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The Chéreau Ring Cycle - Das Rheingold

available at Amazon
Centennial Ring, Das Rheingold,
Chéreau / Boulez

Rheingold. The first (and to some mercifully shortest) of the Ring operas has the three Rhinemaidens (if you know Anna Russell’s take on The Ring, you start snickering by now) appear on top of a hydroelectric dam under the direction of Patrice Chéreau. They are dressed in clothing of the mid-19th century, from around the time Wagner started working on The Ring. Flirting, tempting maidens that they are, they are dressed exactly as a member of their trade would have, then. Norma Sharp (Woglinde), Ilse Gramatzki (Wellgunde), and Marga Schuml (Flosshilde) are these three (very attractive!) prostitutes. Hermann Becht’s excellent Alberich approaches them from beneath (as according to the text) and is teased as mercilessly as explicitly by the wild-haired, skirt-waving lasses.

Scene two is ‘upstairs’ with the Gods, the just-finished Walhalla behind them. Walhalla itself is a hodgepodge of architectural styles of the time, with the verticals accentuated. A pilaster here, a neoclassical Corinthian pillar there, features of the industrial palaces of its time… The gods are power-hungry, decadent slackers decked out in silk and brocade (not unlike Wagner liked to dress). A passed-out Wotan — Donald McIntyre — is wakened by Hanna Schwartz’s Fricka. (Hanna Schwartz is a multipurpose Ring singer, contributing to every modern Ring cycle of importance, except Barenboim's. Apart from her Fricka here, she’s Waltraute for Levine, Flosshilde for Janowski, and Erda for Sawallisch.) Carmen Reppel is a vocally supercharged Freia with ample natural assets of love, befitting her position among the gods and justifying Fafner and especially Fasolt’s coveting her. Matti Salminnen’s Fasolt is all that one could ask for, Fritz Hübner’s Fafner not far behind. That they are about eight times the size of their human and godly counterparts makes them impressive and slyly humorous as well. They must walk on the shoulders of others and have huge arms that they can use with very modest precision. (Note Freia’s unacted look of surprise when Fasolt’s hand goes prematurely for her golden apples!)

Also on Ionarts:

The Chéreau Ring Cycle — Götterdämmerung (September 21, 2005)

The Chéreau Ring Cycle — Siegfried (September 15, 2005)

The Chéreau Ring Cycle — Die Walküre (September 14, 2005)

Patrice Chéreau's New Film at the Mostra (September 8, 2005)

The Chéreau Ring Cycle — Das Rheingold (September 7, 2005)

Boulez Comes Down from the Green Hill for Good (September 5, 2005)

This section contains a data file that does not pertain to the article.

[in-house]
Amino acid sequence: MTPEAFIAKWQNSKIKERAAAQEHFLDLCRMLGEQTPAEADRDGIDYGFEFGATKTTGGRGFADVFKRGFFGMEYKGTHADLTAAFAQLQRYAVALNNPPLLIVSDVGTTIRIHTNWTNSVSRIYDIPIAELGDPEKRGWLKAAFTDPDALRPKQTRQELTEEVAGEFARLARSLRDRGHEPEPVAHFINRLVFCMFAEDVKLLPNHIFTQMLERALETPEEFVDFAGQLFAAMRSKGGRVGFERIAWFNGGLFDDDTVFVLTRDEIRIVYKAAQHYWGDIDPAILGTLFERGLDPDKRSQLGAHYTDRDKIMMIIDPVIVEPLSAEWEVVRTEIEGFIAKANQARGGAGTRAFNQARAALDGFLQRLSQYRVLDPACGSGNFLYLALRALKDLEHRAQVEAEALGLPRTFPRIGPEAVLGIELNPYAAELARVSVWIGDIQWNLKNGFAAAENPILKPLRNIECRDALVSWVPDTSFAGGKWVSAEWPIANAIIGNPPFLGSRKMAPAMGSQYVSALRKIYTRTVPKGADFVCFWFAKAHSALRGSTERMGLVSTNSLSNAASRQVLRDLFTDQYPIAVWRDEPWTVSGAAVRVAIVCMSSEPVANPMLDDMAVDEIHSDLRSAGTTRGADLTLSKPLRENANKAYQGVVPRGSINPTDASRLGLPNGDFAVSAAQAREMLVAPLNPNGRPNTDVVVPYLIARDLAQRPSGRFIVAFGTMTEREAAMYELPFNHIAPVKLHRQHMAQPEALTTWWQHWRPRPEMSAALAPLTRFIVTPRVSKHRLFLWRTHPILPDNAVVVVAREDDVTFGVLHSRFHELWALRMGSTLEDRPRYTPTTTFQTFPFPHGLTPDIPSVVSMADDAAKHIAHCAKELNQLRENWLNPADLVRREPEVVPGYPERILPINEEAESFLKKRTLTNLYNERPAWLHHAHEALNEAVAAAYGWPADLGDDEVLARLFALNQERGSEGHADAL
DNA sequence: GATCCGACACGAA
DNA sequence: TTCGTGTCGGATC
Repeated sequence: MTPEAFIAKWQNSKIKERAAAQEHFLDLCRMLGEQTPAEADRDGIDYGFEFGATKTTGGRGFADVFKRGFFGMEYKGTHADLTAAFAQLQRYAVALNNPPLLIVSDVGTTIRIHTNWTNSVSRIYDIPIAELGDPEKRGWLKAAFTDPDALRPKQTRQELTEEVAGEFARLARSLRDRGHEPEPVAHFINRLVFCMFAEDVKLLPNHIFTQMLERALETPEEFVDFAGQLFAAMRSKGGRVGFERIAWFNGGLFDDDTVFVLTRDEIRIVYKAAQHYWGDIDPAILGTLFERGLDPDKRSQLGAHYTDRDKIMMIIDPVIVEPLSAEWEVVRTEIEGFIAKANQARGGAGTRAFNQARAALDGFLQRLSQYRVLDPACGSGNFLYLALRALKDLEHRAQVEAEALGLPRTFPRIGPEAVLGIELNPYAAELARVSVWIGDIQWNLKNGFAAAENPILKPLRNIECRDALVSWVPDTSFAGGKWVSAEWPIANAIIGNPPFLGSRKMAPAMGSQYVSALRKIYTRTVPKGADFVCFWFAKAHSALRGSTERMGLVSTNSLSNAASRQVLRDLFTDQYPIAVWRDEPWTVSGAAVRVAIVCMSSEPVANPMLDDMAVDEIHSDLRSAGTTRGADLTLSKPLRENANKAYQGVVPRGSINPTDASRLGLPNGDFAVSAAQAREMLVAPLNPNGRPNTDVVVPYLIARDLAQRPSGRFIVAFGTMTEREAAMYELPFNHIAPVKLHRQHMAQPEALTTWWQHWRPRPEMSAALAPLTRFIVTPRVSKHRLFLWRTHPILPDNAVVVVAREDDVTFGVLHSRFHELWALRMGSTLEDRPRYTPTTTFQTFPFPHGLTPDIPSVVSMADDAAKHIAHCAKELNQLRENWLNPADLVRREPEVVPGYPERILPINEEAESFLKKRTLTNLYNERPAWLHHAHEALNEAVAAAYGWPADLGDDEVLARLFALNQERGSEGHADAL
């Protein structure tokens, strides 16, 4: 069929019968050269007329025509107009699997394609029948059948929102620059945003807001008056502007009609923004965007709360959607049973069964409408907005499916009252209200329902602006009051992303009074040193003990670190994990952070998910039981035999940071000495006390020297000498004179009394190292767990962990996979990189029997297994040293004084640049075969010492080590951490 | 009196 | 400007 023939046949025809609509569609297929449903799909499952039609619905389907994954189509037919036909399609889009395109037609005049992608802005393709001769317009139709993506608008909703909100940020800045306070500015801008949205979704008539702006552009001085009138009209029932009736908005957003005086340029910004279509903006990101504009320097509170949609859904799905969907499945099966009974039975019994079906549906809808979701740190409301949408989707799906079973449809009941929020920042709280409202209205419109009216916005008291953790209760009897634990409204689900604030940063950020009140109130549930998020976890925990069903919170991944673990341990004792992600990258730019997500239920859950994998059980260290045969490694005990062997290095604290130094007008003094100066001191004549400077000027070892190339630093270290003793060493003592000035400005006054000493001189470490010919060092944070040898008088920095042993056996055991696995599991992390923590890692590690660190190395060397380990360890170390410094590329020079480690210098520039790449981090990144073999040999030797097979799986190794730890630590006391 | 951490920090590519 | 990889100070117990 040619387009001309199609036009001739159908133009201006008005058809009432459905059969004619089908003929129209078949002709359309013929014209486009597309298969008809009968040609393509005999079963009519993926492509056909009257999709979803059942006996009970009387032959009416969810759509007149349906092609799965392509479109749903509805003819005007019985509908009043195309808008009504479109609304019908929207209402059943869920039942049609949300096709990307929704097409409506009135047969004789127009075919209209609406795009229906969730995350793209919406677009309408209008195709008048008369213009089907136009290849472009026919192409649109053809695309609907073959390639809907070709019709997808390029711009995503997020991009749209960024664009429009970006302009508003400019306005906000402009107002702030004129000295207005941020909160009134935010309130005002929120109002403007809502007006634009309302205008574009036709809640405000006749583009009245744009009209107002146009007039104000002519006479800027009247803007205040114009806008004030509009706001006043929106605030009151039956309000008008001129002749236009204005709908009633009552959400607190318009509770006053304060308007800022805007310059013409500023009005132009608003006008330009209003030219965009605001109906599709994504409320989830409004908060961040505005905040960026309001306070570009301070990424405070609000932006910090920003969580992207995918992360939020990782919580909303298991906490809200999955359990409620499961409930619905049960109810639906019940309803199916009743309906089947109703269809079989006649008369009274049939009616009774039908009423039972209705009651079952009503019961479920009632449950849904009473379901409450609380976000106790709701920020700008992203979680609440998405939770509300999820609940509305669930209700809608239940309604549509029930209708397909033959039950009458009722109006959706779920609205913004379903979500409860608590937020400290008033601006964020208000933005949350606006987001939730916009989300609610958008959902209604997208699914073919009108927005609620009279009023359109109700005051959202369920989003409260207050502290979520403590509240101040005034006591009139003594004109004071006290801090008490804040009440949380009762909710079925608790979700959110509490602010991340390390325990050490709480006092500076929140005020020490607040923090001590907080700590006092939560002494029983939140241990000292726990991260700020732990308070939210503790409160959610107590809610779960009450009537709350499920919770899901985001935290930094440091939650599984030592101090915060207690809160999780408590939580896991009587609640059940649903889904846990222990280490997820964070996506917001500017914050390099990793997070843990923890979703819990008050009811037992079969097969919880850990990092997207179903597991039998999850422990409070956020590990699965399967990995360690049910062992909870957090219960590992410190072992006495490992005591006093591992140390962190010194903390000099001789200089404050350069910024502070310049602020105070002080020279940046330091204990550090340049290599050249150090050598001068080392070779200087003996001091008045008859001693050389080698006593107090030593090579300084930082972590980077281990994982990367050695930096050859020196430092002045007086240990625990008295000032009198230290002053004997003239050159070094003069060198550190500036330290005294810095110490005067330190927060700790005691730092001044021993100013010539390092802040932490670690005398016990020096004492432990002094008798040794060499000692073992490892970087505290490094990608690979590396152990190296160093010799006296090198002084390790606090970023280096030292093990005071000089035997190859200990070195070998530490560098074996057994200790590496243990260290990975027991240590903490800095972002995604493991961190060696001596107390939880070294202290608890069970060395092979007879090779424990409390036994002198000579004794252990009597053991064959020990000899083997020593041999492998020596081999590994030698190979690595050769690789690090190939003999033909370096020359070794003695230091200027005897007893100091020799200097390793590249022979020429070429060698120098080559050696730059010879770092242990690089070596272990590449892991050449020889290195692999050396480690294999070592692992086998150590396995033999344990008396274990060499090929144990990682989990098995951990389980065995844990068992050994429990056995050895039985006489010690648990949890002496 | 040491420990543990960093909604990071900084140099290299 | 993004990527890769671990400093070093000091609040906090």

The Chéreau Ring Cycle - The Making of... (September 2, 2005)
Demigod Loge meanwhile is vocally magnificently portrayed and characterized as well as superbly acted out by Heinz Zednik. Quite different than in other productions, Loge, probably my favorite character in the Ring, is not the aloof seer but rather a Wotan-toadying weasel. But he’s the brains of the Walhalla-god operation and the only one (together with Wotan, to an extent) of the immortal men that has his wits together. To get an idea of Loge/Zednik imagine two-thirds Gene Wilder as the sheep-loving physician in Woody Allen’s Everything You Ever Wanted to Know about Sex… but Were Afraid to Ask, part Scrooge, and a good dose of Terry Gilliam from Monty Python. He’s clearly the outcast among the gods, not prone to frolicking with Donner or Froh, both of whom are on-the-money airheads acted and sung by Martin Egel and Siegfried Jerusalem, respectively. If they, too, seem awfully familiar, check Louis and Oswald from the Drew Carey Show. Loge’s dress is a shabby, black, and more modest silk suit; his shirt lace is in perpetual disarray. The weakened gods’ stumbling (after the giants made away with the golden-apple-of-youth-supplying Freia) is a mix between Brueghel’s Blind Leading the Blind and a scene from Fellini’s Satyricon.

Scene three takes place in the coal mine-like shaft of Alberich’s realm, where his enslaved Nieblungs and Mime, his equally enslaved brother, are busy at work retrieving more gold from the mountain. Wagner seems to have had Helmut Pampuch in mind when he created the role. He hasn’t the most impressive projection to be found among voices, but his acting with voice and body are dramatically so convincing as to leave no doubt about his unique suitability. (Listening to him in that role in Sawallisch’s Ring is a particular joy, and on Barenboim’s just about as much.) Alberich’s capture further highlights the acting bonanza that is the cast under Chéreau, showing the theater director in him who brings out the best in what are no longer acting singers but singing actors. Donald McIntyre’s veteran Wotan is respectable and more, and if he is overshadowed by Loge and Alberich, it is because of their strength, not any weakness on his part. His dramatic abilities are unquestionable, anyway.

After Wotan has been warned by Erda (Ortrun Wenkel), Freia freed, and the wailing Rhinemaidens insulted, the gods ascend into Walhalla and Loge draws the curtain – literally – to the excellently sonorous and deep sound of the Bayreuth Festival Orchestra playing the brassy last notes of Das Rheingold. I listened to it in impressive PCM Stereo – DTS 5.1 is available and must be better an experience yet.) Pierre Boulez may take down some phrases to chamber-like transparency (or so it is said and repeated all the time) but there’s no lack of heft in the playing when called for. I know the complete set has its detractors – but just coming off the high of watching this performance, I cannot imagine how anyone could find another version of Das Rheingold better – much less object to it on some grounds (Gwyneth Jones hasn’t even appeared yet…).

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